Figure 4 shows an example of a test bench. This test bench was used for checking the characteristics of invers, very inverse and extremely inverse definite minimum time overcurrent relays and also the directional discrimination of directional inverse time overcurrent relays. By the addition of portable test boxes this bench could be adapted for measuring overshoot, and also for testing other relays as percentage differential and inverse time voltage.
The basic circuit for testing is shown in Figure 3. The harmonic content in the current waveform was kept to within 2% of the fundamental by adjusting the current through a choke which has an impedance of at least six times as of the relay under test. Interchangeable matching transformers were used for differently rated relays, so that the same burden was imposed on the control circuit for all current ratings. The test current was adjusted to the desired level with the relay short circuited by a normally closed contact on the starting contactor. The test sequence was initiated by energizing the starting contactor, which releases the short circuit across the relay and starts the timer. The timer was stopped by the operation of the relay under test.
The method adopted for load adjustment allows sufficient time for the current to be accurately set without overloading the relay, and also gives a steady ammeter reading immediately on transference of the current of the relay since the pointer does not have to rise from zero. The timing device was either a synchronous motor driven clock or an electronic timer using counting tubes. The latter uses a high-frequency signal (1000 c/s) and a record from one millisecond to ten seconds. A precision ammeter with a maximum error of 0.5% of the reading was used for the current measurement.
Figure 5 shows the artificial transmission line. It provided variable current and/or voltage at the relaying point with control of circuit time constant, duration of fault, point-on-wave at which the fault was applied. And the type of fault. This allowed static and dynamic testing over a wide range of simulated steady state and transient power system conditions. It was basically a three-phase circuit containing impedances representing source generation levels, transmission line constants, load impedances, fault impedances and earth impedances. All there were independently variable so that the fault MVA linked with the system voltage level, length of line to fault, system Z0/Z1 ratio, source, line, and system X/R rations etc. could be completely specified for the particular problem under investigation. The artificial transmission line was supplied from 660 Volt three phase 50 c/s mains with alternative arrangements for taking the supply from a variable frequency machine. The machine could also be connected to the load end of the line, so giving facilities for double end feed testing. Maximum fault current was 120 A, primary, but since this only passed for a short time, the equipment had a continuous rating of 30 A. All types of faults could be accommodated by suitable switching of contactors and fault could be applied in one of the positions: internal, external or on the parallel line. The application of the fault was controlled by means of a point-on-wave switch, so giving all degrees of offset. Resistance could be inserted in the fault paths (4 Ohms maximum, steps of 0.1 Ohm) to simulate arc resistance. Relay operation was timed by means of an electronic counter, calibrated in milliseconds, which was built into the control panel.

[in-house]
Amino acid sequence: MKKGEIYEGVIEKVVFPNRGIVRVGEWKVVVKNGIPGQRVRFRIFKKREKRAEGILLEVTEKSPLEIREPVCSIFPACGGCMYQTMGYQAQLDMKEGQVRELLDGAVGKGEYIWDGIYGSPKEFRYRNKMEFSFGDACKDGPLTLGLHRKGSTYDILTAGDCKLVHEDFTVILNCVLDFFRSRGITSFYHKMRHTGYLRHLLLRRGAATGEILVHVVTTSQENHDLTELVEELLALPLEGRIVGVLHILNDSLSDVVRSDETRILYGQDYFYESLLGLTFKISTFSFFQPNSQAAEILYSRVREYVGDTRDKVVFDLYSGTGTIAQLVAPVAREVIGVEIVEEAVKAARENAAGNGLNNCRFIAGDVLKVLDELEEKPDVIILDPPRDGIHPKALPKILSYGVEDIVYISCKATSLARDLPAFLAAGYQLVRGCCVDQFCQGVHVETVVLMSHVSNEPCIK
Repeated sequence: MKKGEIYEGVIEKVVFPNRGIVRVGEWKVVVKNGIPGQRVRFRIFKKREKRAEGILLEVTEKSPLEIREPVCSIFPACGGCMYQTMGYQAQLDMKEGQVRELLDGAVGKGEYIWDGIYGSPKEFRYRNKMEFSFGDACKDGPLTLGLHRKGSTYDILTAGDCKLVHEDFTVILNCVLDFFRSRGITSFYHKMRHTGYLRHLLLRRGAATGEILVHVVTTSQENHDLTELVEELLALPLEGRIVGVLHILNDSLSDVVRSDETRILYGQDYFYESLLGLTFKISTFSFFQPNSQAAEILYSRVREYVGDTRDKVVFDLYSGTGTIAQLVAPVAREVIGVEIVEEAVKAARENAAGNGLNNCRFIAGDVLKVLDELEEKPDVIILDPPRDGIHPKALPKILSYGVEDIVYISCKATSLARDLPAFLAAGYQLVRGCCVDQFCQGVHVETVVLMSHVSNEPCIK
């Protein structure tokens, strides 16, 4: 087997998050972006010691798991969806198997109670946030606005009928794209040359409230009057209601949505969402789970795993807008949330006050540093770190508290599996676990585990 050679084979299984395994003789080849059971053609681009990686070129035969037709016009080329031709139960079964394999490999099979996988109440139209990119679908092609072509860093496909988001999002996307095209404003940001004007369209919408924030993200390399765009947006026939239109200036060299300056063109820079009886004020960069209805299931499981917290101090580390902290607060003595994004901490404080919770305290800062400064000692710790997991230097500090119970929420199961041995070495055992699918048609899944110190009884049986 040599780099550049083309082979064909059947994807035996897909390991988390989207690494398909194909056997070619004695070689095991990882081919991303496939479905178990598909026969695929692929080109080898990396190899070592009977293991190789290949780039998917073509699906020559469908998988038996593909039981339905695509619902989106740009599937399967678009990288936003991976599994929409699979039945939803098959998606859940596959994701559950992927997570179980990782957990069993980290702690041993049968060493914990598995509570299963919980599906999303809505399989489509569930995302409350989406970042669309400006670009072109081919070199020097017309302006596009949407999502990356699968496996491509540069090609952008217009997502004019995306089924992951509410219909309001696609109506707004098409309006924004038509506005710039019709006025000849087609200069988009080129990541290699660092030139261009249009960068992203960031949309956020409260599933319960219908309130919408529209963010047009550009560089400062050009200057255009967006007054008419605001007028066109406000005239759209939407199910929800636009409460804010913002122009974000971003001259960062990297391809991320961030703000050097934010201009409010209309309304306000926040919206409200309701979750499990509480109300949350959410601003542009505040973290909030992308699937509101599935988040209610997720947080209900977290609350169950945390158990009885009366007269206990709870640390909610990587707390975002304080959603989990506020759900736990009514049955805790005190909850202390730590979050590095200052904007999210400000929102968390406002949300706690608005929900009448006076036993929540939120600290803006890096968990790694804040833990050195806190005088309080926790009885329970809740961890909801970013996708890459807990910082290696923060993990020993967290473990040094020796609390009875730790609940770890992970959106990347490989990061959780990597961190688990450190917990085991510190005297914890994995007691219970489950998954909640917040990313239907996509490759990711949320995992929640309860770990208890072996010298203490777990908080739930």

The types of protection which could be tested on this equipment was:
- High speed pilot wire
- Generator and transformer differential
- Instantaneous current relays
- Distance impedance
- Distance directional comparison
- Phase comparison
For the maximum current of 50000 A heavy current test plants were used. Figure 6 and Figure 7 show the “English Electric” test plant, comprised a 7.5 MVA 6,6 kV alternator, driven by a 1200 HP DC motor feeding heavy current test tables via the three single phase 3700 V/ 40 V transformers.
Looking into the details of the initial commissioning tests normally carried out we see:
- Checking the wiring diagrams
- Make a general inspection, checking all connections
- Measure the insulation resistance of all circuits
- Test the main CT for ratio and polarity
- Test main VR for ratio, polarity, and phasing
- Inspect and test the relays by secondary injection (see below)
Check the equipment by primary injection to prove the stability for external faults and to determine the effective current setting for internal faults
Check the tripping and alarm circuits for the equipment.
For the secondary injection it has been common practice to provide test blocks or test sockets in the relay circuits so that the connection can readily be made to test equipment without disturbing wiring (Figure 8, Figure 10).